ex sin(x) at x = 1 with ∆ = 0.01. You should show all computation steps. Only providing
CS3911 Intro. to Numerical Methods with Fortran Final { Fall 2007                                 6

(b) [20 points] Use Richardson's extrapolation method to compute the derivative of f (x) =
ex sin(x) at x = 1 with initial ∆ = 0.1. You should carry out the extrapolation steps un-
til the computation for ∆ = 0.025 completes, and clearly indicate the desired answer. You
should show all computation steps. Only providing an answer and/or using a wrong

5. Numerical Integration: The following integral has an exact solution:
1
ex dx = e1 − e0 = e − 1 = 1.71828 . . .
0

(a) [20 points] Use Romberg's method to compute the above integration and use the trapezoid
method for column 0. You should carry out all steps until the computation for ∆ = 0.25
completes, and clearly indicate the desired answer. You should show all computation steps.
Only providing an answer and/or using a wrong method receives zero point.
CS3911 Intro. to Numerical Methods with Fortran Final { Fall 2007                                     7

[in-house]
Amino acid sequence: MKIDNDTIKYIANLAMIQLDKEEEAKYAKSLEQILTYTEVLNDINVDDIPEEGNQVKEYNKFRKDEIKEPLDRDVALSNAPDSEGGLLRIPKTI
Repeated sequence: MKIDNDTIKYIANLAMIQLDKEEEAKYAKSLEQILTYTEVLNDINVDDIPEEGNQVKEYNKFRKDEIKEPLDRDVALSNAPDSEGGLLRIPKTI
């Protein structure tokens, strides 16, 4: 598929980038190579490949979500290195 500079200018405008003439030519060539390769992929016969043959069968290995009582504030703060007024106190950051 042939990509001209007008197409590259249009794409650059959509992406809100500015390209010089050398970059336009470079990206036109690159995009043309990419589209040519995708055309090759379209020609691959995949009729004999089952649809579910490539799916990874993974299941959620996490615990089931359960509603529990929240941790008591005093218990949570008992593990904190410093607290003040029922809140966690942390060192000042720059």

(b) [20 points] Use the iterative 3-point Simpson method to compute the above integration. You
should start with ∆ = 0.5, update the result in each iteration, and stop after the result of
∆ = 0.125 is obtained. You should show all computation steps. Only providing an an-
swer and/or using a wrong method receives zero point.

6. ODE Initial Value Problems: Solve y = xy with initial value y(0) = 1.

(a) [10 points] Use Euler's method to solve the given equation on [0, 4] with ∆ = 1, and fill your
results in the following table.

Iteration     x                        y

Initial Value   0                        1

1          1

2          2

3          3

4          4
CS3911 Intro. to Numerical Methods with Fortran Final { Fall 2007                                      8

(b) [15 points] Solve the given equation on [0, 4] using Ralston's second-order Runge-Kutta method
with ∆ = 1, and fill your results in the following table.

Iteration     x                       y

Initial Value   0                       1

1          1

2          2

3          3

7. Random Numbers:

(a) [15 points] Suppose a random vertical cut followed by a random horizontal cut are applied to
a square of edge length 1. This yields four smaller rectangles as shown below. What is the